Brussels is a great city for travellers and Paris is a great city for tourists – as announced subjectively by me in a previous post). The bottom line is that Brussels, like my home town of Birmingham, takes some work to fully appreciate.
In which case, it is useful to have a local guide. I recommend Spotted by Locals: Brussels – this site pointed out some quirky or less usual places that seemed to suit our style more than the official Brussels tourism site. Here are three of the tips we followed, with the Spotted By Locals links for details and location maps.
One of the things that makes me feel more of a traveller and less of a tourist is getting to grips with local public transport. It beats resorting to costly cabs or, at the other extreme, getting tired from endless walking. So here is just a little lo-fi video of what it’s like to ride the Brussels tram, from Louise to Stade (near the Atomium). Our ride on tram line 94 took about an hour, with plenty of sights at the start before it headed into the suburbs (equally fascinating in their own way).
How to get a ticket
You can either buy a Brussels Card, which gives free transport and lots of tourism discounts for the validity of the card. Or various travel cards and single tickets are available at main stations; there are also individual ticket machines at tram stops. With all of these you have to validate your ticket when you board or enter the transport system.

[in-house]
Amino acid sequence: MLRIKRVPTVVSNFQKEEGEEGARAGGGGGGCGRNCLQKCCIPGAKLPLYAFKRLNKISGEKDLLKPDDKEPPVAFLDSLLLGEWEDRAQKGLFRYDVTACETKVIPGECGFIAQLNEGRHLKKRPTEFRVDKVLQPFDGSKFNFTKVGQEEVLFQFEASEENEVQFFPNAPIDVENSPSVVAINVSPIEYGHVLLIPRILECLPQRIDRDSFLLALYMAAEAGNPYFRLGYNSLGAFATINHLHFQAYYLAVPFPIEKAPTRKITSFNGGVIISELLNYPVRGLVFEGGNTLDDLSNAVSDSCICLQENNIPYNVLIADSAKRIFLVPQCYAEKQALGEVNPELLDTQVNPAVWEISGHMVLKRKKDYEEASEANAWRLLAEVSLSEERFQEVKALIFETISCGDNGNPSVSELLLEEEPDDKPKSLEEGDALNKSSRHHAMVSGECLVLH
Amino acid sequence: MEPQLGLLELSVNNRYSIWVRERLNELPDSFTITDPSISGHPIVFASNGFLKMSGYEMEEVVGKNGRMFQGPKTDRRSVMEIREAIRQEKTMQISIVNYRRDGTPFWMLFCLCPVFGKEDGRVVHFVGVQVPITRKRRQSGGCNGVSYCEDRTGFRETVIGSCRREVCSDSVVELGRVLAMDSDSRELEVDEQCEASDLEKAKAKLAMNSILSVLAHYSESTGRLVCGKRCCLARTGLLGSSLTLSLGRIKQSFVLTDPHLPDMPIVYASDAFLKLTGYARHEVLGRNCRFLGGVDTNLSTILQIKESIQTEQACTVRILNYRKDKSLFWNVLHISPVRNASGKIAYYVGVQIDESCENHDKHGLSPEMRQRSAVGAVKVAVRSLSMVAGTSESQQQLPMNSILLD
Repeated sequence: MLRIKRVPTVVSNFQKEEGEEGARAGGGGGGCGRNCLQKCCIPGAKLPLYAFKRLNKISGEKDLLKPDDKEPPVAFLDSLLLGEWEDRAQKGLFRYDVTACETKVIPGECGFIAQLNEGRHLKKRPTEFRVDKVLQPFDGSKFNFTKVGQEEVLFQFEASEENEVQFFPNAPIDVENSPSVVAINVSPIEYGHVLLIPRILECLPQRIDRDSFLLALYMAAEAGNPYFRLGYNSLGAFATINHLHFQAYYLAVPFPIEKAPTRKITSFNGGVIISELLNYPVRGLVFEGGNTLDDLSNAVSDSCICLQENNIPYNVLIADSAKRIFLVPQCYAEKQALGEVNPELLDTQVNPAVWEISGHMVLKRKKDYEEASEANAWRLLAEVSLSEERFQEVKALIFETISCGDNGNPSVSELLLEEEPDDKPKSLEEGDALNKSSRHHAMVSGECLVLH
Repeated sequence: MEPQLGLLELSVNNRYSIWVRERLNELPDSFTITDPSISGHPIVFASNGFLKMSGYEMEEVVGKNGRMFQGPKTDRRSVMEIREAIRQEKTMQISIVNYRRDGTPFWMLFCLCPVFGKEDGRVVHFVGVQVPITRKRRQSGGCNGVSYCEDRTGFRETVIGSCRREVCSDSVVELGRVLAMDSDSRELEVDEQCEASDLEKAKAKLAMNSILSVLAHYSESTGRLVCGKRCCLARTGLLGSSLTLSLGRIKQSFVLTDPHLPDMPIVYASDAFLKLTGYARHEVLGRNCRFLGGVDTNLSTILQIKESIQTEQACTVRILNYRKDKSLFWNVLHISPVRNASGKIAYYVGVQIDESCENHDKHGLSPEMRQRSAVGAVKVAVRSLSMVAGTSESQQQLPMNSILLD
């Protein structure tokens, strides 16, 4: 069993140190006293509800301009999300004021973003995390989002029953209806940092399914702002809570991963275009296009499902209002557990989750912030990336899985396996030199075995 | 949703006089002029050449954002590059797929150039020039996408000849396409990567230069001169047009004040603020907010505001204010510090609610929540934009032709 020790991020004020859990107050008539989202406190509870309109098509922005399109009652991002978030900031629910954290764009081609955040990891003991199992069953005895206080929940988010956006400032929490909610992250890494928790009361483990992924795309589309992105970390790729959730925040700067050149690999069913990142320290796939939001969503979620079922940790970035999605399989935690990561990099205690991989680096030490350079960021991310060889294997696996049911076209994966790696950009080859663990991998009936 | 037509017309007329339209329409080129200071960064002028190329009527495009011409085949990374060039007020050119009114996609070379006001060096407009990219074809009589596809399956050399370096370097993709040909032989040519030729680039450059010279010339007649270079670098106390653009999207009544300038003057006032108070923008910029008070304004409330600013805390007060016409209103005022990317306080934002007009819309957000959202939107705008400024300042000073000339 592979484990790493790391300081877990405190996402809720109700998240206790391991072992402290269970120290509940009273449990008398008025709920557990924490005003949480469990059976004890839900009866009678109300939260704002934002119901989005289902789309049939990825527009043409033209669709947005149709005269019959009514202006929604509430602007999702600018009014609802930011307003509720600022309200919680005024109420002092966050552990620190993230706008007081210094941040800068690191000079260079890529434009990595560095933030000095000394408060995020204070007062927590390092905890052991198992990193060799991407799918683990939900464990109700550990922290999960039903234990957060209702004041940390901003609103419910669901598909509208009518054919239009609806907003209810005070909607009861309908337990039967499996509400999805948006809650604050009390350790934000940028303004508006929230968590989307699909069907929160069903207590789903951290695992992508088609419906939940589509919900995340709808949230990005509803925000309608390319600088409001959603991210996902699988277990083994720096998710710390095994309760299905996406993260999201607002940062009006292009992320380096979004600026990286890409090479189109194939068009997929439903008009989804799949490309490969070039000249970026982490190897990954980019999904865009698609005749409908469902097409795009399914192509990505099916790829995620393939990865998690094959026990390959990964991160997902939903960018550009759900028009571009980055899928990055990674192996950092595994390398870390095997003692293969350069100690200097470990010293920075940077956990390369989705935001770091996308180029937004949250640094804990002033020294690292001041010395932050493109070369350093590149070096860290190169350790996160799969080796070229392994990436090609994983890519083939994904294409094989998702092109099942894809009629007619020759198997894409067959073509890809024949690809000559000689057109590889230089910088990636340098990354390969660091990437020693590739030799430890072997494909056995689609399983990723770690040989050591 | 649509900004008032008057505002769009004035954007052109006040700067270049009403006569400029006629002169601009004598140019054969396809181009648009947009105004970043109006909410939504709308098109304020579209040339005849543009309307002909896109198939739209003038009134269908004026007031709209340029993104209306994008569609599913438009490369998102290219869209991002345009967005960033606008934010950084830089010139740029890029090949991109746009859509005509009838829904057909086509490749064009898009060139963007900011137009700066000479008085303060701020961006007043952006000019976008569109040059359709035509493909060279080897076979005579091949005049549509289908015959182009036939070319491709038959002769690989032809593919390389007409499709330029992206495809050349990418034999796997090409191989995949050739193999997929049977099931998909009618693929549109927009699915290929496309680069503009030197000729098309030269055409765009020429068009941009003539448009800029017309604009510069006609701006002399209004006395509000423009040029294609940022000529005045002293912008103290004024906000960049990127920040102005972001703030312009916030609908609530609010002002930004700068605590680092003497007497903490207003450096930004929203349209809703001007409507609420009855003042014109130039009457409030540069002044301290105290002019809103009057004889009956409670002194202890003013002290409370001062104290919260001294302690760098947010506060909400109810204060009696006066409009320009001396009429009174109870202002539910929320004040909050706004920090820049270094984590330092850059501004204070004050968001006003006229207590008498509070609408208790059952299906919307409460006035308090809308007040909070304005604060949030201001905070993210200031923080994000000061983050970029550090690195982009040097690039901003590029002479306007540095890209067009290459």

Surely Brussels’ Atomium is on a list somewhere of the world’s top 10 most astonishing buildings. Hand-riveted bolt by bolt in the 1950s into the shape of a 102-metre-high iron molecule, this is a building that only a photo can do it justice. So here’s a couple more…
I wrote on The Journey’s the thing that I missed getting a shot of the underground tropical garden paradise on the Paris Metro (Line 14, platform on the Olympiades direction side). But I got it on the way back. 🙂
Here it is…
‘In France the conversation always comes round to food’ – which is no surprise when the food is of such high quality and presentation as we saw this week.
The payback is that I found the red meatiness, full flavours and multiple courses too rich for my English constitution and, at night in my bed, I frequently couldn’t sleep for the long slow digestion process. Meanwhile the winding mountain roads twisted the knife of queaziness.
But there is no doubting that French food is a gourmet treat (at the time) and so I recorded some of the meals on our ‘Cantal in winter’ trip. Continue reading
Posted in Journeys, Photography, Press trips, Trip notes
Tagged aligot, Auvergne, blonde lentils, Cantal, cheese, cuisine, food, France, pounti, specialities
La Roussiere is a luxury chambres d’hôte B&B in the Siniq valley in the Cantal. It is ranked top of TripAdvisor for B&Bs/Inns in St Clement.
Christian, the owner, had just taken us on a walk to the Capat waterfall… Continue reading
Grilled in a Finnish kota or wooden hut with a central barbecue. Filmed at Camping des Blats in Cantal, France (more on which below). Continue reading